When we’re comparing the value of these Elemental Disciplines versus Monk features, it’s hard to justify using the Elemental Disciplines for the ki in most cases.

That said, there are some situations where the Four Elements Monk can really save the day with some creativity, ki, and the right Elemental Discipline.

Much like the Sun Soul Monk, there’s a lot to love about this subclass’s style. Unfortunately, the mechanics leave some to be desired.

Harness the elements with the full guide to the Way of the Four Elements Monk!

Number 7 – Way of the Kensei Monk

With intense training and meditation, the Kensei perfects the art and form of wielding a weapon. Much like a skilled painter is able to manipulate their brush, the Kensei Monk moves with grace and absolute precision.

While Monks are most famous for their unarmed fighting styles, it’s cool to have a subclass that goes all in on mastering weapons.

However, the devil is in the details…

You have to really carefully look at the precise wording of the Kensei Monk’s features. In many occasions, it’s almost like it’s holding itself back.

Agile Parry, for example, lets you get a +2 AC if you… don’t attack with your weapon? Huh?!

Sure you can still make unarmed attacks and this gets easier once you gain the Extra Attack feature, but using a weapon is the Kensei’s whole deal. It feels weird to be rewarded for making attacks without a weapon.

Then the optional Dedicated Weapon feature for Monks from Tasha’s Cauldron of Everything takes the Kensei’s whole shtick and more-or-less gives it to all Monks!

The Way of the Kensei Monk finds itself at number 7 on this list not because it’s necessarily bad. In fact, it’s possible to make some very interesting builds (especially ranged ones) with the Kensei Monk.

It’s at number 7 because it’s frustrating.

There are a lot of moving parts with this class and they frequently don’t work together. Add in the threat of a particularly dangerous monster and you’re just asking for a stressful time trying to make everything simply work right.

If the Kensei could deliver Stunning Strikes with its bow attacks or wield heavier weapons, that would rocket it way up on this ranking. But, after much consideration, it finds itself at number 7.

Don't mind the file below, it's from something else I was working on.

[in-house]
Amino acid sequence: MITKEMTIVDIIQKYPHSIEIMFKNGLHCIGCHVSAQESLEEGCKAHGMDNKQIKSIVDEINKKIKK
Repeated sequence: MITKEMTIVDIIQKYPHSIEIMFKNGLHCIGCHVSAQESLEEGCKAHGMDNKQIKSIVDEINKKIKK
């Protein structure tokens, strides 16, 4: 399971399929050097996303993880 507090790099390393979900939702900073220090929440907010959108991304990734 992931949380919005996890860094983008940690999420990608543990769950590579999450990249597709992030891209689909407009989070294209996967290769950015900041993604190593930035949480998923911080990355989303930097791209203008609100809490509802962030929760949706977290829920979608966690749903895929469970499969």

Steady your blade with the full guide to the Way of the Kensei Monk!

Number 6 – Way of the Astral Self Monk

Many Monks silently weep over the fact that there’s only so much you can smack people with only two arms. None of those Monks are those who follow the Way of the Astral Self.

Astral Self Monks can use their ki energy to summon aspects of their true spiritual self. All this subclass’s features are based around summoning forth this Astral Self and buffing it.

Initially, you summon the arms of your Astral Self. These explode with a respectable AoE and provide you with extra reach compared to other Monks. Additionally, these arms let you use your Wisdom score for attacks and skill checks while also dealing the ever-reliable force damage!

As you level up, you’ll be able to summon the face of your Astral Self. This helps you see in darkness (even magical!), magically whisper to others, make your voice loud and booming, and be more intimidating/insightful as the situation deems.

Eventually, you’ll be summoning your entire Astral Self to become an all-around force of nature in combat.

This subclass is one that’s pretty straightforward in how it plays. Especially for Monks, that’s not exactly common since the class has a reputation for being one of the harder ones to play well.

As you level up, your Astral Self will get stronger and stronger. While this is very cool it does make the Astral Self Monk a bit of an outlier amongst the other subclasses.

The Astral Self Monk does much better in the mid and late-game levels but suffers a bit in the early stages of the game.

It’s certainly not bad, but it’s just different enough that it finds itself more toward the middle of the pack in this ranking.

Give the ultimate high-fives with the full guide to the Way of the Astral Self Monk!

Number 5 – Way of the Drunken Master Monk

Stumbling into the number 5 slot in our ranking, we have the Way of the Drunken Master Monk!

This is one of the most entertaining but devastatingly tricky martial arts forms out there. By mimicking a drunkard with clumsy movements and goofy chatter, the Drunken Master is able to keep their enemy guessing.

Time and time again, foes will underestimate the Drunken Master only to find themselves losing consciousness on the ground in mere seconds.